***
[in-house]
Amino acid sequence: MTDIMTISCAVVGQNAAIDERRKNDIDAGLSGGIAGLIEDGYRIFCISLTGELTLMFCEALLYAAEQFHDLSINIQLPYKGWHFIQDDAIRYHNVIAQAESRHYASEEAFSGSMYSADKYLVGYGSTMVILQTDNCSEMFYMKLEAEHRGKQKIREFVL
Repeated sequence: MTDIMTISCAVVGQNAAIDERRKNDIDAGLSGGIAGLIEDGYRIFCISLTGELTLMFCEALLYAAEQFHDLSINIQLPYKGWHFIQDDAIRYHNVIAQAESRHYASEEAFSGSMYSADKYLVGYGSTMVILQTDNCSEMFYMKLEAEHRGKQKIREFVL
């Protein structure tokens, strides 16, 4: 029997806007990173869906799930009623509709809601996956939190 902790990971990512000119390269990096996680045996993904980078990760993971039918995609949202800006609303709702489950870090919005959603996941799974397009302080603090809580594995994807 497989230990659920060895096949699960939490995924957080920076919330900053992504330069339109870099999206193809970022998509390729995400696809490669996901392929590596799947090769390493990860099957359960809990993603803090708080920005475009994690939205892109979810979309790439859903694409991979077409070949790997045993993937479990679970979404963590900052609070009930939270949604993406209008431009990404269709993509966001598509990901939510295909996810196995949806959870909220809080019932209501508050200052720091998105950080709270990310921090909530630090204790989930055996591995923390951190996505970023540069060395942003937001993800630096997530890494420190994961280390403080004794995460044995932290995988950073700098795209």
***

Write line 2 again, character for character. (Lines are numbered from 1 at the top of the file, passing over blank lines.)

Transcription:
Amino acid sequence: MTDIMTISCAVVGQNAAIDERRKNDIDAGLSGGIAGLIEDGYRIFCISLTGELTLMFCEALLYAAEQFHDLSINIQLPYKGWHFIQDDAIRYHNVIAQAESRHYASEEAFSGSMYSADKYLVGYGSTMVILQTDNCSEMFYMKLEAEHRGKQKIREFVL